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Weapons of World War Two

Dornier Do 217

Version depicted: Do 217K-2

Dornier 217K-2

The origins of the Dornier 217 date back to 1937 when it was presented, to participate in the aeronautical competition of the Alps Circuit, a bomber aircraft obtained by the transformation of a civil aircraft. Built by the company Dornier, the Dornier 17, as it was called, was soon nicknamed "Flying Pencil" because of its slender line. The aircraft gave such a good result that it was immediately ordered by a good number of countries as light bomber. Meanwhile the Spanish Civil War had arrived, and the Dornier 17, as many other German aircraft, was sent to support the Nationalist Army of General Franco in the ranks of the Condor Legion.

During this conflict the bomber started to show its first defects. It was still fast enough (think that in Zurich it had beated in speed almost all the other aircraft), but it demonstrated to have numerous blind spots on which it could be attacked. Because of this its nose was modified and its armament enhanced, being improved so its characteristics. But in these frantic years the time ran very fast for the armaments, causing a premature aging. A bomber that until few years before could have remained in active service for a certain time, saw now its operative life reduced to a third, because of the continuous innovations of the aeronautical technique.

The Luftwaffe soon requested from the technicians at Dornier an aircraft of the same type than the Dornier 17 but of improved characteristics. The company thought wisely to use the old structure of the bomber to obtain a new one by adding radical modifications. It was born so the Dornier 217, which was used in every front in the most diverse roles: altitude and dive bombing, torpedo bombing, reconnaissance, night fight, liaison and fast transport. Let us examine now one of the first models.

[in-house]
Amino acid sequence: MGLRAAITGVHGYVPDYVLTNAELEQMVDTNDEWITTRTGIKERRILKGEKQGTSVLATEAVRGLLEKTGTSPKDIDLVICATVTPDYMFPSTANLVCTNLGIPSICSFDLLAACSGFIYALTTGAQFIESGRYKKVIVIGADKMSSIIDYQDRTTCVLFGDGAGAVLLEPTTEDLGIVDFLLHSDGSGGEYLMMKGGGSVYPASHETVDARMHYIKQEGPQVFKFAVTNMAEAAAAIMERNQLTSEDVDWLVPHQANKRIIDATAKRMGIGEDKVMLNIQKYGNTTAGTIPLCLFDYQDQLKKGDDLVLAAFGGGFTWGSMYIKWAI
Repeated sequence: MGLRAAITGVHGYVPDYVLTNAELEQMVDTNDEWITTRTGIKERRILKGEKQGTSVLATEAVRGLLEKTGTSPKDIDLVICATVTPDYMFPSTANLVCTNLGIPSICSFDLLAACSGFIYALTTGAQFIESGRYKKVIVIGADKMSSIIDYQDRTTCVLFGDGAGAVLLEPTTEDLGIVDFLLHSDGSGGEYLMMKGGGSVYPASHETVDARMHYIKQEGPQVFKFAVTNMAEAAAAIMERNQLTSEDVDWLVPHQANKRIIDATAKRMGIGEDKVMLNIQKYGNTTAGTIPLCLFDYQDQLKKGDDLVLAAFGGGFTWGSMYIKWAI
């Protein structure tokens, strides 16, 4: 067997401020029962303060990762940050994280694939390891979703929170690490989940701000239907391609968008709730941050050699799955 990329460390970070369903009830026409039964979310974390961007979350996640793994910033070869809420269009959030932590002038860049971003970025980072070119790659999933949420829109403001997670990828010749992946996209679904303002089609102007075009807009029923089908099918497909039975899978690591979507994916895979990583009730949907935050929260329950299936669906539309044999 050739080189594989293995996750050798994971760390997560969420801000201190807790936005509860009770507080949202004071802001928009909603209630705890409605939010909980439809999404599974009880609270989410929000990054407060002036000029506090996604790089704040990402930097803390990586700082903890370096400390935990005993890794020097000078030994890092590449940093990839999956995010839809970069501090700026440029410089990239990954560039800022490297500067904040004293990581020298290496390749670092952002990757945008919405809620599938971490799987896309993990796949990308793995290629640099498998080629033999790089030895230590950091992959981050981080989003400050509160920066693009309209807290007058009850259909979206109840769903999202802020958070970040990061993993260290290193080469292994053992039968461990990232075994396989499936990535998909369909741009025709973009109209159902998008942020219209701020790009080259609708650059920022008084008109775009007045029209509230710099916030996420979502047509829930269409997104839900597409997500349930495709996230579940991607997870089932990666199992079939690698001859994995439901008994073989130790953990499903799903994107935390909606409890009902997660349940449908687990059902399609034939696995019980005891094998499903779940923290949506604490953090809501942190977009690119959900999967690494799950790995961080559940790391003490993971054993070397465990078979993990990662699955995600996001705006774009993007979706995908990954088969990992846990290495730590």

It was a twin-engined bomber of high wing entirely built in metal. Of enlarged dimensions in respect of its antecessor, it had a more spacious cabin, and the armament, both offensive and defensive, had been enhanced. A characteristic caudal appendage hid an "umbrella" aerodynamic brake to be used during dive bombing, but soon it would be removed because it was so effective during braking that it caused serious accidents. In some versions, such as the K-2, when removing the brake were installed on the tail four 7.92-millimeter machine guns which fired backwards.

In the version used as night fighter the armament comprised four 20-millimeter cannons and four machine guns, and the aircraft was equipped with a radar Lichtenstein FuG 202. Some exemplars would be equipped with "Schraege Musik" (Oblique Music), which was a pair of cannons installed in the fuselage, which fired obliquely in vertical direction. The version K, in turn, with notably increased wingspan (from 19 to 24.50 meters), would be destined to operate with the special bombs FX-1400 (glider) and Hs-293 (rocket-propelled). One of these would be the the last Dornier 217 that entered combat, attacking the bridges over the Oder with bombs Hs-293 the 12th April 1945.

Dornier 217K-2
Entry into service: 1943

Wingspan: 24.50 meters

Wing area: 67 square meters

Length: 17.00 meters

Height: 5.00 meters

Full load/Empty weight: 16580/8900 kilograms

Payload/Crew: 7680 kilograms/4

Engines: Two BMW 801 D of 1700 horsepower each

Time to reach 1000 meters of altitude: 3 minutes 30 seconds

Cruising speed: 460 kilometers/hour

Maximum speed: 515 kilometers/hour

Service ceiling: 8200 meters

Defensive armament: Two MG 131 13-millimeter machine guns and eight-ten MG 81 7.92-millimeter machine guns

Drop armament: 4000 kilograms of bombs or two glider/rocket-propelled bombs under the wings

Operational range: 2300 kilometers

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